Ray Bradbury Message Board

Male0096 posts on 5/23/2007 10:21:37 PM I think that "The Martian Chronicles" is really a series of stories, strung together, telling how humans from Earth first went to Mars, colonized it eventually, and the resulting tremendous culture clash between humanity and the native population of Mars. But, the clash is not a war, so much as a wearing down of one culture by another. I guess that my biggest thing is that If you read this book, don't expect to smile much in the reading of it, but prepare to be wrapped up in these well-told stories, and be ready to do some thinking.
well0292 posts on 5/20/2007 9:24:49 PM I spent a lot of time thinking about the message(s) Bradbury was communicating about the human race through The Martian Chronicles. I mostly agree with lasz0005, in that I believe there can be no way to predict how we would manage or react if we suddenly came into contact with an alien race. In fact, when you look at humans as a nations, we never seem to handle situations the "right" way. If we cannot deal with our own speicies peacefully, how could ever hope to do so with an alien race such as the Martians? Much of what I read communicated this to me: Individually, humans are generally caring and peaceful, but as nations or large groups we are scared, and as destructive as a plague upon the places we occupy.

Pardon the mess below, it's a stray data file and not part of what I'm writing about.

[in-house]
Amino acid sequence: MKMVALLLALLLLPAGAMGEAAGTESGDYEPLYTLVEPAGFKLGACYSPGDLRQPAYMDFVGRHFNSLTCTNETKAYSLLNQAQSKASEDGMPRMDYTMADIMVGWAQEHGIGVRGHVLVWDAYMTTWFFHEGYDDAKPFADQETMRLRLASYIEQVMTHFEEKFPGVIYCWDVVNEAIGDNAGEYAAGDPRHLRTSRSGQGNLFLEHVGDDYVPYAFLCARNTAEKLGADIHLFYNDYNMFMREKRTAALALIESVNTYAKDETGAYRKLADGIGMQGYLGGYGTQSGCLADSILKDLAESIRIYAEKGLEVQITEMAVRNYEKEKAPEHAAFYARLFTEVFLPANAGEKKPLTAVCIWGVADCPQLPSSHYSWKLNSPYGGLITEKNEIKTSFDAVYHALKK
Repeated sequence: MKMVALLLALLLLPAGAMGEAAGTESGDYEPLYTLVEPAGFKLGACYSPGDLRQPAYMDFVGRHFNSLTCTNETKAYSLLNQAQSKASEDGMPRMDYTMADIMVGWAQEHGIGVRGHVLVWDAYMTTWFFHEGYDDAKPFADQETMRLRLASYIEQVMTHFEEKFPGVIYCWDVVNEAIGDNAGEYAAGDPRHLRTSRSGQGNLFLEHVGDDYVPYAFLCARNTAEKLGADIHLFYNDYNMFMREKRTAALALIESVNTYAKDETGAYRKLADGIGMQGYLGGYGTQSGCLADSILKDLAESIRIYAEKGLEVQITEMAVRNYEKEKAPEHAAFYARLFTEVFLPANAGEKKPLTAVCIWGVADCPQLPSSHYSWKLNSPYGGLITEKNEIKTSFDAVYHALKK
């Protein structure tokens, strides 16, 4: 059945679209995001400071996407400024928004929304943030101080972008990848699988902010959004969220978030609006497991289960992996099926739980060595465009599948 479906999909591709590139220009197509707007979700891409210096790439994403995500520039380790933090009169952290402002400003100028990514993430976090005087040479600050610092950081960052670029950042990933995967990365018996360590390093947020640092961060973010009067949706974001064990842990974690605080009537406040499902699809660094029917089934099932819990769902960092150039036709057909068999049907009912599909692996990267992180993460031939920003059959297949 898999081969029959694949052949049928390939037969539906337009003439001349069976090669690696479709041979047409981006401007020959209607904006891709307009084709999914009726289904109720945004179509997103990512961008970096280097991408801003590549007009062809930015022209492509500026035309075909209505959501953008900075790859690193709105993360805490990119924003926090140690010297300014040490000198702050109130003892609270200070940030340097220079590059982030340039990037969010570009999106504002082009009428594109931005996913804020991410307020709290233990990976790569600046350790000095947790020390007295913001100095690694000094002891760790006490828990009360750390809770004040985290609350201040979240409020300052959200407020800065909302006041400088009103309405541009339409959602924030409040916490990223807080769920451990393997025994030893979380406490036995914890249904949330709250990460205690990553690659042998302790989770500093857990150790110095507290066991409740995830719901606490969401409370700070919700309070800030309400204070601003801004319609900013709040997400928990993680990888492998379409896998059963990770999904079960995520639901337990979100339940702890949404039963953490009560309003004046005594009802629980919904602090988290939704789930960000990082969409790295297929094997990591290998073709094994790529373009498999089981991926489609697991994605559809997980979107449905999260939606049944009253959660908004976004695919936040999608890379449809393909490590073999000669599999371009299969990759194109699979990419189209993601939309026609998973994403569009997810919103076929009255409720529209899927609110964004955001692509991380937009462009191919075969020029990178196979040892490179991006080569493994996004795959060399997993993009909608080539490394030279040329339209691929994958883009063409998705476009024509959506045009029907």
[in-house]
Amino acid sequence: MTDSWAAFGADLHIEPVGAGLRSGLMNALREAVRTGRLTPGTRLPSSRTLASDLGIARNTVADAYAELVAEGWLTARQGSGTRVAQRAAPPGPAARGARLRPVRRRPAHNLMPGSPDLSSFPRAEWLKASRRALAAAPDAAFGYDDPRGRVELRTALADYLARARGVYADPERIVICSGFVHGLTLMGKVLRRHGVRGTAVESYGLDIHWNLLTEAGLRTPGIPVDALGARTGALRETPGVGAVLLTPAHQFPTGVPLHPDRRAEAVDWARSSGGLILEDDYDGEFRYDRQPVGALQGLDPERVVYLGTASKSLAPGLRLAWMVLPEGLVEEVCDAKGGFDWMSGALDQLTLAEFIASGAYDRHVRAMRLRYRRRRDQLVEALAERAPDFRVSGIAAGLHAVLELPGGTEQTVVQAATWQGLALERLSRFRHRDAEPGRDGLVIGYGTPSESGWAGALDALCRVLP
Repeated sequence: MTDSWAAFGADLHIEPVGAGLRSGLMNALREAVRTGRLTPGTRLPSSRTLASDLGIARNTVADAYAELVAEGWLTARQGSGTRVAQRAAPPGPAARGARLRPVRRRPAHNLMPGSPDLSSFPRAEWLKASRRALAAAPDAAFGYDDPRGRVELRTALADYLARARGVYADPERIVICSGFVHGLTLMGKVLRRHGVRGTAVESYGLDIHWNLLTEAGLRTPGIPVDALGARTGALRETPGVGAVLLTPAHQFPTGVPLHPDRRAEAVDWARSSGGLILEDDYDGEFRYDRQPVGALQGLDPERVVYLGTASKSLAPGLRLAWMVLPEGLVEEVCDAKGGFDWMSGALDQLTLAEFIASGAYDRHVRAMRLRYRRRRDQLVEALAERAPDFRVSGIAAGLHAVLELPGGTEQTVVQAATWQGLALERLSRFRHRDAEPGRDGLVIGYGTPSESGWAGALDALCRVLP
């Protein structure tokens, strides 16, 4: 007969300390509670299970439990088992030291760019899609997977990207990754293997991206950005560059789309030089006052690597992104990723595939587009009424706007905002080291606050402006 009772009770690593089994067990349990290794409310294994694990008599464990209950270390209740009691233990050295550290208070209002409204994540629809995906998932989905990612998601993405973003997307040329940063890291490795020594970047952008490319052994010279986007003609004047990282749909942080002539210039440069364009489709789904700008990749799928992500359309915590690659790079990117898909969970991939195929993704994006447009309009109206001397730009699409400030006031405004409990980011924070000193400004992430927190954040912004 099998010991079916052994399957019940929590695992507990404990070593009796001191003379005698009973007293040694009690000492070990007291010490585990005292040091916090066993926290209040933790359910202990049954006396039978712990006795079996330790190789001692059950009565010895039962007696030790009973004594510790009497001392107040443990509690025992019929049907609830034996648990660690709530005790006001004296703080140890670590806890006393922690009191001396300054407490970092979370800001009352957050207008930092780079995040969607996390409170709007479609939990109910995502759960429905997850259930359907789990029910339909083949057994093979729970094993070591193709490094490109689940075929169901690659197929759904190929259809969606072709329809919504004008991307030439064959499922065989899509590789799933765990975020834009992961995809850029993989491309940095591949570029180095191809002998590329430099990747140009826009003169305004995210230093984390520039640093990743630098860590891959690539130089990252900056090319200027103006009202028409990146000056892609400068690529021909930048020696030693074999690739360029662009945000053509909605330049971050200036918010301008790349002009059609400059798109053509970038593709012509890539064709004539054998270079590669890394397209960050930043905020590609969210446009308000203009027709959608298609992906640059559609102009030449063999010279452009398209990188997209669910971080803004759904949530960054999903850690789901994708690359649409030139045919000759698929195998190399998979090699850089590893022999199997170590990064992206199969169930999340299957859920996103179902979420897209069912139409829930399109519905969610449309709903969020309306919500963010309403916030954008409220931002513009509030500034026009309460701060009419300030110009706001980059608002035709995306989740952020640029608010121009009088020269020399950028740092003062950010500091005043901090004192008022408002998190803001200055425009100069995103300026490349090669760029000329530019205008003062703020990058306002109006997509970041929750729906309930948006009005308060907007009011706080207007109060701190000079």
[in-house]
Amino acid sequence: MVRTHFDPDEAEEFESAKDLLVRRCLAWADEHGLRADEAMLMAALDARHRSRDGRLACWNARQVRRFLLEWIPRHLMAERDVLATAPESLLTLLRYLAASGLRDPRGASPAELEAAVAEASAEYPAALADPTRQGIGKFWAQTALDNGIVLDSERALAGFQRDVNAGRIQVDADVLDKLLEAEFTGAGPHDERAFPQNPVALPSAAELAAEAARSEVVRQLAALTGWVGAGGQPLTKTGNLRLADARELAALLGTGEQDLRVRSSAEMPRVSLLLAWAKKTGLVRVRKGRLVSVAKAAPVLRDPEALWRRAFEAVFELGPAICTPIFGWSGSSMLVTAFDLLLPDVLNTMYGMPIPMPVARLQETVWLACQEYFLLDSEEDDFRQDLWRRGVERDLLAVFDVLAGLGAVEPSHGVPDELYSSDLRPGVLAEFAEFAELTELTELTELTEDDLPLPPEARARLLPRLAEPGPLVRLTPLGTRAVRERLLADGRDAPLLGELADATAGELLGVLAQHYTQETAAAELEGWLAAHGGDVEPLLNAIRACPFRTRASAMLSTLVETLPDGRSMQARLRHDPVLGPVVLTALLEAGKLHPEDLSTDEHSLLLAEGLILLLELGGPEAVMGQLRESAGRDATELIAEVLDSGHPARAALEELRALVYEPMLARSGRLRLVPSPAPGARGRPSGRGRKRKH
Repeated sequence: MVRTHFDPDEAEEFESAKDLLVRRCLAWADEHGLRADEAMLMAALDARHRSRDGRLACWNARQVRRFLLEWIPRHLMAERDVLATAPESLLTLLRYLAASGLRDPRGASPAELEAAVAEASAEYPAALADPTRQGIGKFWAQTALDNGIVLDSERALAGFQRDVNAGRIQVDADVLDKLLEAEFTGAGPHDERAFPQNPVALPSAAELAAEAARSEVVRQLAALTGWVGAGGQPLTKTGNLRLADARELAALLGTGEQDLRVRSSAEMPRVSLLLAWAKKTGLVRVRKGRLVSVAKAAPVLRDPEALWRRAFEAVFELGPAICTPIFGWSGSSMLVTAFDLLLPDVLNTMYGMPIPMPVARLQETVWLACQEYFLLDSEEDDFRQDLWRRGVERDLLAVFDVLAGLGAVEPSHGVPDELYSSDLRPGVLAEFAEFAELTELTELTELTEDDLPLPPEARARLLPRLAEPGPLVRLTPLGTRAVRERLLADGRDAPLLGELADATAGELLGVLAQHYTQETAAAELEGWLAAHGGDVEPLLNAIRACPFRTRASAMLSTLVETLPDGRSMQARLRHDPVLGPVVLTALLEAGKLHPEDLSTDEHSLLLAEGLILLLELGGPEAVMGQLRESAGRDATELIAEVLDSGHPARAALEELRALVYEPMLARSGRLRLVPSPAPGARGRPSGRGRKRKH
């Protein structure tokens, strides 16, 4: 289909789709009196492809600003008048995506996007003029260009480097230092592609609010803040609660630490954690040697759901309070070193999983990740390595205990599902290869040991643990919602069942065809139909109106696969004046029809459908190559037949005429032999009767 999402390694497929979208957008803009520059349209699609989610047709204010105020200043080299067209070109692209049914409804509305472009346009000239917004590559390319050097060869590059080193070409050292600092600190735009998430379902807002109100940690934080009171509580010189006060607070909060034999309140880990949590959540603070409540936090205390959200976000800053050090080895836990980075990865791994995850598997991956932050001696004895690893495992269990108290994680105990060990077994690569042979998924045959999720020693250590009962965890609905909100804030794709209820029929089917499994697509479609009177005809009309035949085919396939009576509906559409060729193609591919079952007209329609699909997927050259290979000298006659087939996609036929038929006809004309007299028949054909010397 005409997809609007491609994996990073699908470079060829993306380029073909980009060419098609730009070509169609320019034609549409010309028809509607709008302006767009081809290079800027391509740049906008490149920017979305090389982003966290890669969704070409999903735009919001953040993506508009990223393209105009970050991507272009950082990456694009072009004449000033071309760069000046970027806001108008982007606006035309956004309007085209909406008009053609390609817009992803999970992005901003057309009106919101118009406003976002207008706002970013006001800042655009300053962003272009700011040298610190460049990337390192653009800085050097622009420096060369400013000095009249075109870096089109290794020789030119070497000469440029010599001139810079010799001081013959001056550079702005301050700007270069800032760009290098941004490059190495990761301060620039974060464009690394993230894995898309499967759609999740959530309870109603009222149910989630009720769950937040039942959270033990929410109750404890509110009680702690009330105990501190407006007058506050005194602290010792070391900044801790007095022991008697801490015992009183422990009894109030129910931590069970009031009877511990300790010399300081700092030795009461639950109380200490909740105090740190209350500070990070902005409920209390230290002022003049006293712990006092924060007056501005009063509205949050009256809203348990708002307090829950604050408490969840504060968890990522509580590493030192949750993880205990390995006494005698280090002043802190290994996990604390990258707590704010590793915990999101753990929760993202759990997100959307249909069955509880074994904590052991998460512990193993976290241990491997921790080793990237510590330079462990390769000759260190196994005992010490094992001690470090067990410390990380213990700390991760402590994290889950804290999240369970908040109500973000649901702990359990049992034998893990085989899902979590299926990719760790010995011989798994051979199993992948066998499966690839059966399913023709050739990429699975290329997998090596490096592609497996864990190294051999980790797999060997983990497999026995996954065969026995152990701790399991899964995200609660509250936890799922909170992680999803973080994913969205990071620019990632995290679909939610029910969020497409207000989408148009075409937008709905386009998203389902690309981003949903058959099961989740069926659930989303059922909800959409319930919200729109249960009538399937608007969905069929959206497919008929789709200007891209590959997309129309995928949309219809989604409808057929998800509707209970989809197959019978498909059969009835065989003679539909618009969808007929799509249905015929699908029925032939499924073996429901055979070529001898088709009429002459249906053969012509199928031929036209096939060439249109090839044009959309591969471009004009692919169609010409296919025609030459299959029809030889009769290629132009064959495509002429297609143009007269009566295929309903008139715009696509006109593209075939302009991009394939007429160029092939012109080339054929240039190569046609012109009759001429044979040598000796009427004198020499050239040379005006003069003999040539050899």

Shadowchic posts on 5/11/2007 3:39:19 PM Whats happenin people?? (ok im new here...)

lasz0005 posts on 5/11/2007 3:22:39 PM I have to disagree with Travis. I think that if we find other life on another planet it is very possible that we can ruin them the way we did it to the Native Americans. We may not necessarily do it on purpose but I think its possible. If we go in search for another planet and we find new life and say we're desperate for water or something like that. What would be the deterrent to come and take from them what we need? Its what we did to the Native Americans, perhaps we'd justify it as we did with the Native Americans and give the aliens small plots of their own land, just like the reservations. I don't think its a far fetched notion that we may one day repeat our errors of the past.
Eadie Allen posts on 5/8/2007 5:26:04 PM Mr. Bradbury, I have enjoyed reading your books for many years. I would like to share with you my new book, FLORIDA GOLD. Perhaps you would care to review or read a sample chapter. I also have nineteen other books that you may like to read. Just type in Eadie Allen, at google or ask jeeves.
Travis Dahlke posts on 5/8/2007 9:35:53 AM I have to disagree with some of these posts. While I can see the similarities between the Martians and what happened to the Native Americans, I don't think it will be repeated. If we ever do find life on another planet, we will treat the situation very carefully. We will be careful not to infect other life with our own viruses or bacteria (although this may be impossible). And we would try to preserve any remnants of a civilization (that we recognize as such). I suppose if it's a matter of life or death, if we need to evacuate the human race from earth, then we would be a little more aggressive. Otherwise, I don't see this happening, we have learned from the past.